‘First Doll in Space’ Returns to Earth from Outer Space

This weekend, the Stargazer Lottie doll makes her journey back to earth, after celebrating over 250 days in space. Italian European Space Agency astronaut Samantha Cristoforetti holds the record for longest single space flight by a woman (199 days 16 hours) and now Stargazer Lottie returns following her own mission to champion women in space and STEM. Having inspired children all over the world to dream big and reach for the stars, Stargazer leaves the International Space Station (ISS) on the Space X Dragon cargo ship on Friday the 26th of August.

an image of a red headed doll in space wearing a space suitSix-year-old Abigail designed the Stargazer Lottie doll, the doll which travelled to the ISS with British European Space Agency (ESA) astronaut Tim Peake on the Principia space mission. The ‘Stargazer’ Lottie doll is a collaboration with the ESA, and was created by Irish toy company, Arklu.

Abigail also stars in the short video, by female filmmaker Elena Rossini, about how a young girl designed the first doll to go into space, the mini-documentary now has over half a million views across social media.


Stargazer Lottie visited the International Space Station along with British ESA astronaut Tim Peake in December 2015, having travelled ahead on board Orbital ATK's “S.S. Deke Slayton II” Cygnus cargo spacecraft. Tim Peake completed his 186-day stint at the International Space Station on the 18th of June 2016, and Stargazer Lottie is provisionally due to return on the SpaceX’s uncrewed Dragon cargo ship. SpaceX’s Dragon is the only spacecraft currently flying that is capable of returning significant amounts of cargo to Earth. This will broadcast live on NASA TV.

Abigail’s idea for an astronomy themed doll to help other kids learn about space, was the inspiration behind Stargazer Lottie. During her time on board the ISS, Stargazer Lottie fulfilled her mission to get kids interested in space. Arklu have shared online astronomy resources, #LottieInSpace interactive competitions and content during the mission and received letters, photos and videos from inspired children all over the world. During the campaign, Tim Peake sent word from Lottie in space to his 1m following, with a picture from the Cupola showing the Stargazer Lottie Doll, in the box gazing into outer-space, following this Commander Chris Hadfield tweeted a message of encouragement to Abigail and Lottie dolls to his 1.57 million followers.

About Lottie:
Lottie™ is an alternative ‘pro girl’ doll for children aged 3- 8. Lottie is a positive take on childhood – she doesn’t wear make-up, jewelry or high heels and she can stand on her own two feet (...always a useful life skill for all girls, big and small!)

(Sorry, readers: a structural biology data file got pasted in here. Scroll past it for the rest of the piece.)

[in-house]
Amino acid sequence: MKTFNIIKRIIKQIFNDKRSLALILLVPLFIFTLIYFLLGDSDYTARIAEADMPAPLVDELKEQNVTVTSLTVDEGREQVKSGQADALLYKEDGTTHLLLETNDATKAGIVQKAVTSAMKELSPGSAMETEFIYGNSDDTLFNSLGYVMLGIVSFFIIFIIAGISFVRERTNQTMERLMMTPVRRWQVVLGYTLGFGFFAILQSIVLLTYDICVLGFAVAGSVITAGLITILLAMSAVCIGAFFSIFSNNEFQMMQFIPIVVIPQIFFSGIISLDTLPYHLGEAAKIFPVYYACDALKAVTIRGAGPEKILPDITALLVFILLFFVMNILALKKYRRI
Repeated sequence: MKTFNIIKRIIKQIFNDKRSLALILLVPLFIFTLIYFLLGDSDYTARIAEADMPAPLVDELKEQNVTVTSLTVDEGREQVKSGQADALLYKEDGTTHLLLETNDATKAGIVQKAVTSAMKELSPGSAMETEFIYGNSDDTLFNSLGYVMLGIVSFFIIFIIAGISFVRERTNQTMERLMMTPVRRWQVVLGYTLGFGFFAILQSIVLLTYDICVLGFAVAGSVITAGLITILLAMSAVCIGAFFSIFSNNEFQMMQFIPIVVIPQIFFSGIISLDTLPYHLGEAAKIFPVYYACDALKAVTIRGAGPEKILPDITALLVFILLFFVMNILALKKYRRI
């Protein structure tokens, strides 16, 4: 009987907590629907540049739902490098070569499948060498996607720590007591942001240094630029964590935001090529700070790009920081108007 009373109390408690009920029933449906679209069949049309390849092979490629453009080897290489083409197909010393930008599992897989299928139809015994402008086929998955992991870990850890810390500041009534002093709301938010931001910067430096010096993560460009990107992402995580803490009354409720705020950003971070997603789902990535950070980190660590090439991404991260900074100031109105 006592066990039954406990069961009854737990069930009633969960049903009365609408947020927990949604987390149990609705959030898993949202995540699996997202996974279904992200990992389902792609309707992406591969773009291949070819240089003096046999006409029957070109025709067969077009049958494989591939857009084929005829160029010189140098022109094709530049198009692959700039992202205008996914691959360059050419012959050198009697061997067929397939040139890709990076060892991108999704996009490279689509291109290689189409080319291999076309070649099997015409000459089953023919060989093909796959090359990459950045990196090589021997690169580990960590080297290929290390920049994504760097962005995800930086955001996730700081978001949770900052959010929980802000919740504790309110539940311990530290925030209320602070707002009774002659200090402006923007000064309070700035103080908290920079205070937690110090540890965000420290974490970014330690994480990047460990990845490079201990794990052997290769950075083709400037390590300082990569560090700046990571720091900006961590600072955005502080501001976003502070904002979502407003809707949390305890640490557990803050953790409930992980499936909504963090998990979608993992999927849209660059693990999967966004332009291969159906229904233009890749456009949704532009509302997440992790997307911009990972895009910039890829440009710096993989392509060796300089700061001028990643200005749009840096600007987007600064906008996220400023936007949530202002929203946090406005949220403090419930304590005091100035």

Unlike other fashion dolls, Lottie’s body is also properly ‘childlike.’ Developed alongside leading British academics, Lottie’s body is based upon the proportions of a nine year old girl. Lottie’s many adventures, from ballet, getting muddy outdoors and imaginative play to stargazing, fossil-hunting, horse-riding and robot building, have been inspired by real children.

Lottie is all about letting children be themselves, not growing up too quickly, and presenting a healthy view on body image.

Learn more at: www.lottie.com,


About the European Space Agency (ESA):
The European Space Agency (ESA) provides Europe's gateway to space.

ESA is an intergovernmental organisation, created in 1975, with the mission to shape the development of Europe's space capability and ensure that investment in space delivers benefits to the citizens of Europe and the world.

ESA has 22 Member States: Austria, Belgium, the Czech Republic, Denmark, Estonia, Finland, France, Germany, Greece, Hungary, Ireland, Italy, Luxembourg, the Netherlands, Norway, Poland, Portugal, Romania, Spain, Sweden, Switzerland and the United Kingdom, of whom 20 are Member States of the EU.

ESA has established formal cooperation with seven other Member States of the EU. Canada takes part in some ESA programmes under a Cooperation Agreement.

By coordinating the financial and intellectual resources of its members, ESA can undertake programmes and activities far beyond the scope of any single European country. It is working in particular with the EU on implementing the Galileo and Copernicus programmes.

ESA develops the launchers, spacecraft and ground facilities needed to keep Europe at the forefront of global space activities.

Today, it develops and launches satellites for Earth observation, navigation, telecommunications and astronomy, sends probes to the far reaches of the Solar System and cooperates in the human exploration of space.
Learn more about ESA at www.esa.int

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